Wednesday, May 23, 2012

New plays by LaBute, Gurney Among Shorts About Disabilities

Mary Theresa Archbold (Ginger), Anita Hollander (Rose) and Tiffan Borelli (Gorgeous) in Bekah Brunstetter's GORGEOUS, part of Tlast year's theater Breaking Through Barriers' SOME OF OUR PARTS at the Clurman Theatre (410 West 42nd Street). Photo by Carol Rosegg.
Theater Breaking Through Barriers (TBTB), the renowned Off-Broadway
company known for its productions that integrate able-bodied actors
with artists with disabilities, presents MORE OF OUR PARTS – its
second annual festival of short plays about disabilities and the
people affected by them.
The festival features world premieres by Neil LaBute,
A.R. Gurney, Bekah Brunstetter, Bruce Graham, Samuel D. Hunter, and
Jeffrey Sweet – with performances to run June 21 through July 1 at
Theatre Row's Clurman Theatre (410 West 42nd Street).

TBTB artistic director and founder Ike Schambelan, Tony-nominee Pamela Birch,
Christopher Burris, TBTB company member Christina Roussos, and Russell
Treyz, and direct.

The world-premiere plays, each commissioned by TBTB, include Bekah
A. R. Gurney's THE INTERVIEW; Samuel D. Hunter's GEESE; Neil LaBute's

The ensemble of MORE OF OUR PARTS includes Melanie Boland, Tiffan
Borelli, Donna Bullock, Shannon Devido, Stephen Drabicki, Joshua Eber,
Shawn Elliott, Warren Kelley, Shawn Randall, Jonathan Todd Ross,
Nicholas Viselli, and Blair Wing. The production features set design
by Bert Scott; costume design by Kristine Koury and dramaturgy by
Julius Novick. Brooke Elsinghorst is Production Stage Manager.
In Bekah Brunstetter's AFTER BREAKFAST, MAYBE, a young woman plots to
take over the world, while her mother serves her blueberry
smiley-faced pancakes. Christina Roussos directs.

In Bruce Graham's THE AHHHH FACTOR a producer and writer argue over
whether they should shoot a sex scene for a beautiful, deaf movie
star. Russell Treyz directs.

In A.R. Gurney's THE INTERVIEW, a young, deaf man has an admissions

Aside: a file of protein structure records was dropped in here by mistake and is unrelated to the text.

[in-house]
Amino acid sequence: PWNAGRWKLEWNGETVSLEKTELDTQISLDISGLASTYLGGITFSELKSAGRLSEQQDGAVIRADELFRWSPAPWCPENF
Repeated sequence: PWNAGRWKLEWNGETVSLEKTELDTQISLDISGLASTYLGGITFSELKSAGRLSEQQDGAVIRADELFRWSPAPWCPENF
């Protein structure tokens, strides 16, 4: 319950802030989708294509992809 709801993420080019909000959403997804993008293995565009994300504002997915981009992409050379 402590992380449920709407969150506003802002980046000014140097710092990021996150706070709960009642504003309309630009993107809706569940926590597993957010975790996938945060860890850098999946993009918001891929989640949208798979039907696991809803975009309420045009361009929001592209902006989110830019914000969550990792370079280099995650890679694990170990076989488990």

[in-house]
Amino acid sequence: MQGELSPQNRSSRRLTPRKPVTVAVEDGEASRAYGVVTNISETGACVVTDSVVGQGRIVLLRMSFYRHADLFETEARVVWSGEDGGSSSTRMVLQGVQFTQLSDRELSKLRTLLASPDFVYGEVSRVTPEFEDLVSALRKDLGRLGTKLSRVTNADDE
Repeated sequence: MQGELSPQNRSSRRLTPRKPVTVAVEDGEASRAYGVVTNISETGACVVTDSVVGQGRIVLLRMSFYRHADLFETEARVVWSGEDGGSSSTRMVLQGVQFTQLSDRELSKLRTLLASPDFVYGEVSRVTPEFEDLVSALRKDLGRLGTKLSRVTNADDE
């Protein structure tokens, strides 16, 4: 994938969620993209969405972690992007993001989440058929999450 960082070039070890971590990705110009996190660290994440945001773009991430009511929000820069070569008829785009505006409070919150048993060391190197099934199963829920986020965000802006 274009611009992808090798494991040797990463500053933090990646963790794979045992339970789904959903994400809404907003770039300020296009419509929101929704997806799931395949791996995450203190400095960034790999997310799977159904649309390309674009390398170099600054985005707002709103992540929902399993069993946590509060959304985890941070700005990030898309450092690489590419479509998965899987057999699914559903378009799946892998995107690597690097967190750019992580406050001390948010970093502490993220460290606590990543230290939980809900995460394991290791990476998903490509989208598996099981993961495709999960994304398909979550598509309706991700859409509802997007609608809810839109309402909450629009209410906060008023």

interview at a prestigious college. Ike Schambelan directs.

Samuel D. Hunter's GEESE looks at a wheelchair-using young woman who
wants to save the geese in a city park. Christopher Burris directs.

In Neil LaBute’s THE WAGER, on their way home from a club in NYC, a
guy and his girlfriend are stopped by a homeless man and a game of
chance quickly begins to escalate into something more dangerous. Ike
Schambelan directs.

In Jeffrey Sweet’s A LITTLE FAMILY TIME a celebrated writer is forced
to introduce his fiancée to a corner of his life he has tried to keep
hidden. Patricia Birch directs.

Theater Breaking Through Barriers, formerly Theater by the Blind, is a
critically acclaimed company integrating able-bodied actors with
artists with disabilities. Founded in 1979, by Artistic Director Ike
Schambelan, the company's mission is to change the image of people
with disabilities from one of dependence to independence, to fight
stereotypes and misperceptions associated with disability, and to show
how vibrant, fluid and exuberant the work of artists with disabilities
can be.

MORE OF OUR PARTS runs June 21-July 1 at Theatre Row's Clurman Theatre
(410 West 42nd Street): Tuesday, Wednesday and Thursday at 7:30pm;
Friday at 8pm; Saturday at 3pm and 8pm; Sunday at 3pm. Tickets are
$19.25. For reservations, call 212-239-6200 or visit For additional information, visit

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Our reviews are professional reviews written without a religious bias. At the end of them, you can find a listing of language, content or theological issues that Christians might want to know about when deciding which shows to see.

** Mature indicates that the show has posted an advisory because of content. Usually this means I would recommend no one under the age of 16 attend.

Theater Critic Lauren Yarger

Theater Critic Lauren Yarger

My Bio

Lauren Yarger has written, directed and produced numerous shows and special events for both secular and Christian audiences. She co-wrote a Christian musical version of “A Christmas Carol” which played to sold-out audiences of over 3,000 in Vermont and was awarded the 2000 Vermont Bessie (theater and film awards) for “People’s Choice for Theatre.” She also has written two other dinner theaters, sketches for church services and devotions for Christian artists.

Yarger trained for three years in the Broadway League’s Producer Development Program, completed the Commercial Theater Institute's Producing Three-Day Training and produced a one-woman musical about Mary Magdalene that toured nationally and closed with an off-Broadway run.